In the many fairy tales I have encountered, the stories have a unique capability to teach their audience about life’s unbridled challenges and the relevance of certain heroic qualities that fulfill the course of one’s destiny. I remembered Mulan, who cut her own hair and went to war for her family’s honor despite being a girl. I remember Harry Potter, despite knowing nothing about the wizard world beforehand, took on numerous mysteries, creatures and adversaries to save the world. And I remembered The Avengers, how they pulled through every mission, their understanding of the world continuously shattered by the appearance of aliens, people with superpowers, gods, magic and more.

These characters did not know what awaited them, yet they waded through the unknown waters and dived straight into the whirlpool. In such fantasy epics, the protagonists actively shape their destinies by stepping out of their comfort zones, befriending the right beings and altering their lives. They take the plunge forward with great fear and enthusiasm.

Every one of us, at present, is in our own fairy tale journey as well, in the middle of our quest—graduating in a post-pandemic period with numerous uncertainties ahead. We would prefer to be at the conclusion of life’s quest, with the consolation of a happy finale. However, real life has a more complexity of turns and twists, and the end of our story is nowhere near our sights. Therefore, in the same manner, as the fairy tale’s protagonists, we shall venture into the world of “new normal,” new beginnings and new uncertainties post-pandemic. Like in the stories, we take steps of courage into the unknown deep. We cut our hair, ride the train to Hogwarts or take the ring even if we do not know the way to the Crack of Doom. We change our fate as the protagonists in stories do. We take control of a future yet to be crafted.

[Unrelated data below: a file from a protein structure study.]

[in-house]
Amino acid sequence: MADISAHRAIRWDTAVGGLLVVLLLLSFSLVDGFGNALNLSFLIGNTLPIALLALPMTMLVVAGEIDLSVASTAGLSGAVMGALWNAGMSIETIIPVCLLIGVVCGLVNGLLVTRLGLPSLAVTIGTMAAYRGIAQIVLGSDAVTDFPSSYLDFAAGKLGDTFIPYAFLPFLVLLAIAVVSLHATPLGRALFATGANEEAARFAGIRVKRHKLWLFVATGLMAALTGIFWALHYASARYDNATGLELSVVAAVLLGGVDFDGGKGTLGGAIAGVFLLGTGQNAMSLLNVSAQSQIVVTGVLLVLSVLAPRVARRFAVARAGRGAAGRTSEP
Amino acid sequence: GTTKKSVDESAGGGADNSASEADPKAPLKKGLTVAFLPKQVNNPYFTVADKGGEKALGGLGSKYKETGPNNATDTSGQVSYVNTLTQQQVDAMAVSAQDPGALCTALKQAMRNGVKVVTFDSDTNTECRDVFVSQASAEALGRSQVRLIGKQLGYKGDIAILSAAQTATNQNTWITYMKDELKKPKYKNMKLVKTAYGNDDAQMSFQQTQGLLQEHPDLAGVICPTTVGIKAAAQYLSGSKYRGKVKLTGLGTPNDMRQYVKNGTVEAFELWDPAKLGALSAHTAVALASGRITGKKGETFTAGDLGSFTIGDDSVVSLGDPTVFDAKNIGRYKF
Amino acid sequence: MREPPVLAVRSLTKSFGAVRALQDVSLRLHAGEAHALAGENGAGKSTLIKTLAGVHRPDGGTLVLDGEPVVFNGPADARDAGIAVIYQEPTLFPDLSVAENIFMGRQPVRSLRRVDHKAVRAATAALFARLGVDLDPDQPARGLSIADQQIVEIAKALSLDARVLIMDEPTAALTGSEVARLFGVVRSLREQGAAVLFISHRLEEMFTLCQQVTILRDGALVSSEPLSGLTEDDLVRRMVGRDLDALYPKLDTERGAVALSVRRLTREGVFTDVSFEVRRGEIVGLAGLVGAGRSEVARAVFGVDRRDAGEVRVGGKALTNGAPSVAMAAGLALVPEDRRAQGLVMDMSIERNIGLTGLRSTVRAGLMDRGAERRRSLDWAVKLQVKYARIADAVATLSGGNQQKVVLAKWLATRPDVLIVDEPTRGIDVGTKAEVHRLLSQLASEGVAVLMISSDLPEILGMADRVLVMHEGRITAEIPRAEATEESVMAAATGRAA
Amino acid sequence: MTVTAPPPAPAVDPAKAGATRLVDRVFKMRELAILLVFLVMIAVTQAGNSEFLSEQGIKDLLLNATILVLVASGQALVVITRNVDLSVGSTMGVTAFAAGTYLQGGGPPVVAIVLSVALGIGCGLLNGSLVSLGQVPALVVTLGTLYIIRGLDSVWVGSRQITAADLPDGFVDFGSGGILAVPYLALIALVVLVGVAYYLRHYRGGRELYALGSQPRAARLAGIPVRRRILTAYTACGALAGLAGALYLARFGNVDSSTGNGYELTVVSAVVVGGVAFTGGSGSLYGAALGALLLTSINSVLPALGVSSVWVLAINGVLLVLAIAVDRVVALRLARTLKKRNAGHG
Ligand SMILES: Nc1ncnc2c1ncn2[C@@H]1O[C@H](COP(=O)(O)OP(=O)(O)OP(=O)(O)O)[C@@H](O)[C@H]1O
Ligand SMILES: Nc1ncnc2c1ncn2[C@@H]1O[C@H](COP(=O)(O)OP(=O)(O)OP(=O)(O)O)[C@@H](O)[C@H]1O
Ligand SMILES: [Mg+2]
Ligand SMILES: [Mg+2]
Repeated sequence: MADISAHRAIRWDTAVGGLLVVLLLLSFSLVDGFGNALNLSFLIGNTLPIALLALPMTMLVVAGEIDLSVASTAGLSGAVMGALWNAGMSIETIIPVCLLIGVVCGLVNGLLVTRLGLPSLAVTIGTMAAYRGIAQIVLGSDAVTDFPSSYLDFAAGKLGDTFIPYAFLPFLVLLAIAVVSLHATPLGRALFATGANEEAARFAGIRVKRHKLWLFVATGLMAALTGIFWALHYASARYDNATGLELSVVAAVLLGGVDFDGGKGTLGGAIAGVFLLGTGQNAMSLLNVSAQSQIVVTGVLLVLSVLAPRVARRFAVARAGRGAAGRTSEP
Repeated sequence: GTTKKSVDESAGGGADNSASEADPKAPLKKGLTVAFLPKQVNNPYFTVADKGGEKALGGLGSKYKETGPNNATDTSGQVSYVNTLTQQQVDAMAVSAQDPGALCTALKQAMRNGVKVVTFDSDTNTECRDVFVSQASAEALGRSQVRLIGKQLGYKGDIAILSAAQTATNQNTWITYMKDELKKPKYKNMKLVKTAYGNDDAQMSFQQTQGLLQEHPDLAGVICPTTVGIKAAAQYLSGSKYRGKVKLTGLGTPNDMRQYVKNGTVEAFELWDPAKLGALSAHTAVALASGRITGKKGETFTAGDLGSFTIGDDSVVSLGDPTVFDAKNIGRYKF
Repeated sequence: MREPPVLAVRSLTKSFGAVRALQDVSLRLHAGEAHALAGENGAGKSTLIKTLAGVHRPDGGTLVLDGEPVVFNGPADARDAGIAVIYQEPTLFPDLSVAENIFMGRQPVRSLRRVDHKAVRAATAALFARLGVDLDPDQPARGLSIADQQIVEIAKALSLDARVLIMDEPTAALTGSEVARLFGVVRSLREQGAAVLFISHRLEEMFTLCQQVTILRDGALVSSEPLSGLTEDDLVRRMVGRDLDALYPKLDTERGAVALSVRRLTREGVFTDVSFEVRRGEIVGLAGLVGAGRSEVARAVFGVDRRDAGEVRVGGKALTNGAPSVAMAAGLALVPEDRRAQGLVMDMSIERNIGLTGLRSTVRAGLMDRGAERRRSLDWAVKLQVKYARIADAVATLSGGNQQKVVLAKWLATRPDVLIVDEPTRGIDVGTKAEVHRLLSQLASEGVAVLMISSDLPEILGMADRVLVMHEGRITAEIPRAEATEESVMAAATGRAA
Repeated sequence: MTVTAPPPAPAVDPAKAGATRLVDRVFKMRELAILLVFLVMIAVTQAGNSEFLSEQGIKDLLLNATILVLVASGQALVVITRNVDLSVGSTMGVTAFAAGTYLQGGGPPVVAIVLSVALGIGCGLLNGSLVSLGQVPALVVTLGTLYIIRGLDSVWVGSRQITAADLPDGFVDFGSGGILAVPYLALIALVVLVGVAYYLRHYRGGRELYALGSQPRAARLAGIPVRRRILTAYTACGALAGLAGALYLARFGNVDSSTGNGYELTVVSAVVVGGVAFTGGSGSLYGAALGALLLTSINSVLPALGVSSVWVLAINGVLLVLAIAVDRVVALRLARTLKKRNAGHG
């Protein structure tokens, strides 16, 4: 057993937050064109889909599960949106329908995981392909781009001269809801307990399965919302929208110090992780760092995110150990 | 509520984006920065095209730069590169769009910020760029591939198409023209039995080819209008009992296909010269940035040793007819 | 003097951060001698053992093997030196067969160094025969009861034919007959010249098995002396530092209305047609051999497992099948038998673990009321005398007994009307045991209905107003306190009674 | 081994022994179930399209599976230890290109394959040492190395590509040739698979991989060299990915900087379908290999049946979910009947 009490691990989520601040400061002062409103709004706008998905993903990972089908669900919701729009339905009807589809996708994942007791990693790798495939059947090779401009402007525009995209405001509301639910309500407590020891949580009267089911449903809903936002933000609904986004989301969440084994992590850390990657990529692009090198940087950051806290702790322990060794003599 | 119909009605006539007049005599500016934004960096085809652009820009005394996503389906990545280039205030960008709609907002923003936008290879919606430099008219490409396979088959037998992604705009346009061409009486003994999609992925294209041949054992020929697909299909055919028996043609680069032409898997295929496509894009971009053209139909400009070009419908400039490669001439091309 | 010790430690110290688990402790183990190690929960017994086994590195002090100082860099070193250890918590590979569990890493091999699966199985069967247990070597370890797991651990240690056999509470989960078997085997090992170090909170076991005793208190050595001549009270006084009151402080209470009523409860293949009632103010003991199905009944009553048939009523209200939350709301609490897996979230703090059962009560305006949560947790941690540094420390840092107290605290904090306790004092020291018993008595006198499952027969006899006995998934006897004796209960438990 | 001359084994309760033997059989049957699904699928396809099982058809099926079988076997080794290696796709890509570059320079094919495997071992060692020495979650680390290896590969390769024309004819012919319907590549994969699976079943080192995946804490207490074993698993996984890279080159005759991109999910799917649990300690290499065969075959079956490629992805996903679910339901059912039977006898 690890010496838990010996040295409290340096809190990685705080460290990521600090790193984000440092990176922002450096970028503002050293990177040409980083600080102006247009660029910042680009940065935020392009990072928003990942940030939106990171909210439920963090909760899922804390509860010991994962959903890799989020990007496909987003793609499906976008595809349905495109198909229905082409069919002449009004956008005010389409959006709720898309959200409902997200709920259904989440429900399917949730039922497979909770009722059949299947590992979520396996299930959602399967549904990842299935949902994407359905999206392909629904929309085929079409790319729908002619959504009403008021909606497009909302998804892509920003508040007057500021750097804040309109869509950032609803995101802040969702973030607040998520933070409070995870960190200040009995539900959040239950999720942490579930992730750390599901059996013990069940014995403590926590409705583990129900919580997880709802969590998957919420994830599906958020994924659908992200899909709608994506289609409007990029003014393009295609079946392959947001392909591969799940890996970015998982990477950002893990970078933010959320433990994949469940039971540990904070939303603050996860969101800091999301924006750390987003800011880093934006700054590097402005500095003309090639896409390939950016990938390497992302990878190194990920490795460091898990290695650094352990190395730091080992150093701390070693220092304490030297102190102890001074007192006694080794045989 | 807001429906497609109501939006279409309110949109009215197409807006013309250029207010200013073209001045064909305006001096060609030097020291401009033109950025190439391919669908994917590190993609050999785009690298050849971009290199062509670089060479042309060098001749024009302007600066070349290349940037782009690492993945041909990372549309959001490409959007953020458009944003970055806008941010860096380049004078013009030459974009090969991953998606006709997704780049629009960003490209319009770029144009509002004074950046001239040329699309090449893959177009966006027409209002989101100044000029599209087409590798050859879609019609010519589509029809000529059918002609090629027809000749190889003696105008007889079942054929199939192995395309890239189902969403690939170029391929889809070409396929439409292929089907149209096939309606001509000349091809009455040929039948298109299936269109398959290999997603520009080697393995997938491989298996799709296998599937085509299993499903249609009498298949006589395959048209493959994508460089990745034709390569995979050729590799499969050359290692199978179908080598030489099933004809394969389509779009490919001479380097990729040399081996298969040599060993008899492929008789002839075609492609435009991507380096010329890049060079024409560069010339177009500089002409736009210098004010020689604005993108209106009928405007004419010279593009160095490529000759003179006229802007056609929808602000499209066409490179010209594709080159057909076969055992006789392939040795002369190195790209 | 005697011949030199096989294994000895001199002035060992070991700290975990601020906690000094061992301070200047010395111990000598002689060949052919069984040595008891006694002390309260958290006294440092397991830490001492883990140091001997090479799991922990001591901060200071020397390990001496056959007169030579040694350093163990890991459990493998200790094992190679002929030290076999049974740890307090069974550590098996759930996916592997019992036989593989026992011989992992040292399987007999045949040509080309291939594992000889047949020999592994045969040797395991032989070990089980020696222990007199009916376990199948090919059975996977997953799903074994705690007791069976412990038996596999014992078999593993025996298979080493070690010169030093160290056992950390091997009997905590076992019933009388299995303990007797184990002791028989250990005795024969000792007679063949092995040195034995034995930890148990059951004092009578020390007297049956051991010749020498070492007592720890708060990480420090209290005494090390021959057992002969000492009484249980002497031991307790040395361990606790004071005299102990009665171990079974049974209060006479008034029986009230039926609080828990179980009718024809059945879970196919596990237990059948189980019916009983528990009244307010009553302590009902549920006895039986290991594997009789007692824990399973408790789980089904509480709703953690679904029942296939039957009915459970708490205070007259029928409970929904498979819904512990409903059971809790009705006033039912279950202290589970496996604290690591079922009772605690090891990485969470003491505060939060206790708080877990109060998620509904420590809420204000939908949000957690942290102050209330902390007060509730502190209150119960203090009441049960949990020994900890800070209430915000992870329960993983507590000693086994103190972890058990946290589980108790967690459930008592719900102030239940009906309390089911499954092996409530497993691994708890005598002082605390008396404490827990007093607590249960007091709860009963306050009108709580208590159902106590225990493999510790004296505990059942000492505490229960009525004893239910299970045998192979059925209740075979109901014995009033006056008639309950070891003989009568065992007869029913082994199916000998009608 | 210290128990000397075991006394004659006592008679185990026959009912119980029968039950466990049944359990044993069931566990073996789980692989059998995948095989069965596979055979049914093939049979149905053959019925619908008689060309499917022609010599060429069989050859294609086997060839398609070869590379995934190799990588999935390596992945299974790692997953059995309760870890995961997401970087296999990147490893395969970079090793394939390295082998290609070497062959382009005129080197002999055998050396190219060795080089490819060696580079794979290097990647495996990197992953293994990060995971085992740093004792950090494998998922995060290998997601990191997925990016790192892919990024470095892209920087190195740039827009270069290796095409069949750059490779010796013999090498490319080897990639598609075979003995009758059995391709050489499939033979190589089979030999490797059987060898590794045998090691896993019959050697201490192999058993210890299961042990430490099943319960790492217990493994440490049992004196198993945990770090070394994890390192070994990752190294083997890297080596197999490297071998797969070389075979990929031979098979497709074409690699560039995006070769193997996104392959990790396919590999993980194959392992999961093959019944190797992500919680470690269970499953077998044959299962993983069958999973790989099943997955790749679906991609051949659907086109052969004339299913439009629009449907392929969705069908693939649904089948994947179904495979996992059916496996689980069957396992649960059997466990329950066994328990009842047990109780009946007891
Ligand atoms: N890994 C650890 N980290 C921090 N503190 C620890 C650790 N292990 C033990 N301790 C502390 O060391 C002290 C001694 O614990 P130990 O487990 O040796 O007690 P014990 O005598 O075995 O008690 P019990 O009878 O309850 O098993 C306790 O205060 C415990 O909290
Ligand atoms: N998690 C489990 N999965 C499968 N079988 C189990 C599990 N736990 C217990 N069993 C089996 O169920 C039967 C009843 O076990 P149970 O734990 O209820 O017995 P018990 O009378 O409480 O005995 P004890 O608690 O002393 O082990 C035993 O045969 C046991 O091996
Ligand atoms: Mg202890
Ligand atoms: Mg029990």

In these challenging times, our response to uncertainties should be: We look forward to the future with hope despite the disquieting circumstances thrown our way. The only certainty in these uncertain times is what we, the protagonists in our own epic, can do. We focus on what we can control and let go of what we cannot.

Our life may not consist of fairy tale adventures, the kind we envisioned when we were younger. But we have a family that supports us, lifetime friends in the fellowship of the ring and the many peaks of excitement and the troughs of dryness and dullness that assuredly strengthen our spirit and build our valor. We create our own kind of fairy tale. And with this, we hope all of us will receive our own happy endings.

Rachel Aguilar is a De La Salle University B.S. Applied Corporate Management, Magna Cum Laude graduate. A student servant-leader during her undergraduate studies, she is now an aspiring corporate leader embodying and championing continuous learning, inclusive collaboration and holistic growth. She delivered this speech during DLSU’s 195th Commencement Exercises on June 3, 2023.

The views expressed above are the author’s and do not necessarily reflect the official position of DLSU, its faculty, and its administrators.